Sorry, I posted that thinking you weren't sure how to formulate an expressions, turns out you'd already gotten the binomial part of it, and I was just rehashing what you already knew. Apologies.
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    I have another question that I am a bit confused over, can I send it to one of you? It's from a past paper
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    (Original post by olivia30)
    I have another question that I am a bit confused over, can I send it to one of you? It's from a past paper
    I don't mind having a look, which paper?
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    (Original post by olivia30)
    I have another question that I am a bit confused over, can I send it to one of you? It's from a past paper
    Sure thing.
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    Can one of you help me with the last part of Q9 from Jan 13? I should know how to do this but I don't http://www.ocr.org.uk/Images/144610-...atistics-2.pdf

    tinkerbella~ Zacken @other clever maths people
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    (Original post by olivia30)
    Can one of you help me with the last part of Q9 from Jan 13? I should know how to do this but I don't http://www.ocr.org.uk/Images/144610-...atistics-2.pdf

    tinkerbella~ Zacken @other clever maths people
    Does it help if I say that for the only way that p=0.5 occurs for the second test is if there is a Type II error on the first test?
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    (Original post by olivia30)
    Can one of you help me with the last part of Q9 from Jan 13? I should know how to do this but I don't http://www.ocr.org.uk/Images/144610-...atistics-2.pdf

    tinkerbella~ Zacken @other clever maths people
    I think I should probably go into some more detail, actually:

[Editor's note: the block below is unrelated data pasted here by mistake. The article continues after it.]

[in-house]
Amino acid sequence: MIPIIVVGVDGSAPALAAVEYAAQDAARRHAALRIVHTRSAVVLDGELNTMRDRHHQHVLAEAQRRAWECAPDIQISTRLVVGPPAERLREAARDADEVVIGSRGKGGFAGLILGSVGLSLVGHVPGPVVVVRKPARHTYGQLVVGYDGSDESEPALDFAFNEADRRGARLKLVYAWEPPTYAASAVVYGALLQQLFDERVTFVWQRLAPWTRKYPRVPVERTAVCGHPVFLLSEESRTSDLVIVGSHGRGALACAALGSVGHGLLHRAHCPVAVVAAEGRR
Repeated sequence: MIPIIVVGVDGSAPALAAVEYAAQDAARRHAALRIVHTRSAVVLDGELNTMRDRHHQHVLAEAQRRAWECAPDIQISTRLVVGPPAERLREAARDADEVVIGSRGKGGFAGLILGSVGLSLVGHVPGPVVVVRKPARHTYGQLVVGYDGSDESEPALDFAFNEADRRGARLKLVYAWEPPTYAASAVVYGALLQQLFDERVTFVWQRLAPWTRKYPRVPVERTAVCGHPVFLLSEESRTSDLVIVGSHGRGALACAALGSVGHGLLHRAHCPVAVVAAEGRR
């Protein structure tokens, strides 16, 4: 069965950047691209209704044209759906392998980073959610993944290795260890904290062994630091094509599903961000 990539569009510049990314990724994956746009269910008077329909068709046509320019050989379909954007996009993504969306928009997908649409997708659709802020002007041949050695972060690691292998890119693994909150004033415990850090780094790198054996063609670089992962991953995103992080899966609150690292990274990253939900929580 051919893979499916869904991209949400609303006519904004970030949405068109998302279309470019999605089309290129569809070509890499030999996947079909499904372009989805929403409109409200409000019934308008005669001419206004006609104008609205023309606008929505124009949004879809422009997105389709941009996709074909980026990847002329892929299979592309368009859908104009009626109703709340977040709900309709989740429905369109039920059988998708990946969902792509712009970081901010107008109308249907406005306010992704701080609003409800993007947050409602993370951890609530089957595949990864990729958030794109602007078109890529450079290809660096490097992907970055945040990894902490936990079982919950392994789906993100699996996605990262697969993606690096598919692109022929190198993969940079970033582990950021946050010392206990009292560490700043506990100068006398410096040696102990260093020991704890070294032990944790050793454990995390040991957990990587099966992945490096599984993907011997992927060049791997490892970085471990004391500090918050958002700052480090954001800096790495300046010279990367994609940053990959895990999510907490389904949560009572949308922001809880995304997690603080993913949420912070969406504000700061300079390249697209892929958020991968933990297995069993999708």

Draw a tree diagram, the first branch is a split into p = 0.5 (with probability 0.2) or p = 0.6 (with probability 0.8).

    The second split is Reject H0/Do not reject H0 (with probabilities that you should have found previously).

    The third split is again Reject H0/Do not reject H0, but remember that p is adjusted to 0.6 if the null hypothesis was rejected the first time around in the 0.5 branch.

    Then just multiply along the tree and add the relevant probabilities.
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    (Original post by Zacken)
    I think I should probably go into some more detail, actually:

    Draw a tree diagram, the first branch is a split into p = 0.5 (with probability 0.2) or p = 0.6 (with probability 0.8).

    The second split is Reject H0/Do not reject H0 (with probabilities that you should have found previously).

    The third split is again Reject H0/Do not reject H0, but remember that p is adjusted to 0.6 if the null hypothesis was rejected the first time around in the 0.5 branch.

    Then just multiply along the tree and add the relevant probabilities.
    That's really helpful, thank you so much! I need to start using tree diagrams more often
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    (Original post by olivia30)
    That's really helpful, thank you so much! I need to start using tree diagrams more often
    Does it work?
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    (Original post by Zacken)
    Does it work?
    I think so, I got 0.083 or something but I haven't checked the mark scheme yet
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    (Original post by olivia30)
    I think so, I got 0.083 or something but I haven't checked the mark scheme yet
    Let me know when you do! :lol:
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    (Original post by Zacken)
    Let me know when you do! :lol:
    Well the answer is 0.0827 but I was using rounded values and my phones calculator so that's close enough thanks for all your help!